At the very top of EPA’s Renewable Fuel Standard
website, you’ll find this description of the program
devised by Congress in 2005 and expanded in 2007:
Congress created the renewable fuel standard (RFS)
program to reduce greenhouse gas emissions and
expand the nation’s renewable fuels sector while
reducing reliance on imported oil.
No question, the RFS was well-intentioned. But more
than a decade later, here’s what we know about those
top-line objectives set out by Congress:
- First, while the United States is less reliant on
imported crude oil – it’s mostly because of surging
domestic crude production, not creation of the RFS.
- Greenhouse gas emissions have declined – primarily
because increased use of cleaner-burning natural
gas, not RFS mandates requiring ever-increasing
levels of ethanol in the nation’s gasoline supply.
With EPA receiving public input on its
proposed ethanol-use volumes for 2018, it’s important
to see that America’s energy renaissance in natural gas
and oil production is the biggest reason for the progress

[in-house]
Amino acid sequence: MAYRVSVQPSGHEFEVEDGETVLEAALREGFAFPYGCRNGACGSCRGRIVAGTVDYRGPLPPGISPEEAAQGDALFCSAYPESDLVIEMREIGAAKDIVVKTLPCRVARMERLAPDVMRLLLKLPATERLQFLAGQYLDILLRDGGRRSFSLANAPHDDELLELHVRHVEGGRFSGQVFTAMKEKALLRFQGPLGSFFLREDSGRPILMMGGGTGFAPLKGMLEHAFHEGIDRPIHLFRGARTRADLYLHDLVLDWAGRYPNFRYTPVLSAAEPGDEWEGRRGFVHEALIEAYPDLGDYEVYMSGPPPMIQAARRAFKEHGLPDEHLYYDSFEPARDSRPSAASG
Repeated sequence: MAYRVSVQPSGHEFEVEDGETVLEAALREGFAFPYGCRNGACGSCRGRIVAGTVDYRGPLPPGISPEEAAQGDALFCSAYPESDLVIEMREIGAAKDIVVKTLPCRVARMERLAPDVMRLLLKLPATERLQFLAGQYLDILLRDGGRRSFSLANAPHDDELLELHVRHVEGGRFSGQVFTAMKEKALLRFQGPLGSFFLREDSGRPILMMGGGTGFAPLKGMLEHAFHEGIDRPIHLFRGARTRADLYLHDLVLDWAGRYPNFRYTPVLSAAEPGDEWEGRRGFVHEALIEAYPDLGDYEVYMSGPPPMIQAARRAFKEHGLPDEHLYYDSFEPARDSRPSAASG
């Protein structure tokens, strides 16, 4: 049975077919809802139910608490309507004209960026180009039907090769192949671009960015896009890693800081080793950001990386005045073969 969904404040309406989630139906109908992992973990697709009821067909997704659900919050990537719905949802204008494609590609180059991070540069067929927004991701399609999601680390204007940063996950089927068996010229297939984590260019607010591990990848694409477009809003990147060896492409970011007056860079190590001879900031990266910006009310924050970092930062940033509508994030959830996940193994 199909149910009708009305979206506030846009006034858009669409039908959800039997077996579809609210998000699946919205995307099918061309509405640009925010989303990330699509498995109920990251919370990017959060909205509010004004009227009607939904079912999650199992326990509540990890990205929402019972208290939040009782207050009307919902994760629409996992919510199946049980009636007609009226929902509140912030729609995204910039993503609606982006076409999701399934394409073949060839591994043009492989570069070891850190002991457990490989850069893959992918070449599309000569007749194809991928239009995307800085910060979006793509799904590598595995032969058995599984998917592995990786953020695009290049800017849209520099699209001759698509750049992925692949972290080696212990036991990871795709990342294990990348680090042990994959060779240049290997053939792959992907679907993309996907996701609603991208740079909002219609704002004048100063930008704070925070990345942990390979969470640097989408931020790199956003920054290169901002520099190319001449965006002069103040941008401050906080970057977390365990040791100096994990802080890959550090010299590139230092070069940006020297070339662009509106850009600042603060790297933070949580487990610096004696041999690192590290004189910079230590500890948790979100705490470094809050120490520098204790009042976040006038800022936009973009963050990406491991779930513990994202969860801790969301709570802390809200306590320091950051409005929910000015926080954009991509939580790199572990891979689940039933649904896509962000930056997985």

the U.S. has made toward those RFS objectives.
As for emissions, levels of carbon dioxide associated
with electricity generation are near 30-year lows,
primarily because of increased use of cleaner-burning
“Congress can put in place common-sense, bipartisan
reforms that advance sustainable fuels the right way –
solutions that work for family farmers while protecting
our water, wildlife, and economy.” Collin O’Mara,
president and CEO of the National Wildlife Federation
While the United States has made important climate
progress and increased its energy security largely apart
from RFS contributions, the RFS itself continues to have
difficulties that could impact consumers and the overall
economy. Frank Macchiarola, API downstream group
director (pictured above), described some of these in
remarks at EPA’s public hearing in Washington.
EPA’s latest ethanol volume proposal – reducing volumes
from unattainable levels set out by Congress a decade
ago – is the right move, but more is needed.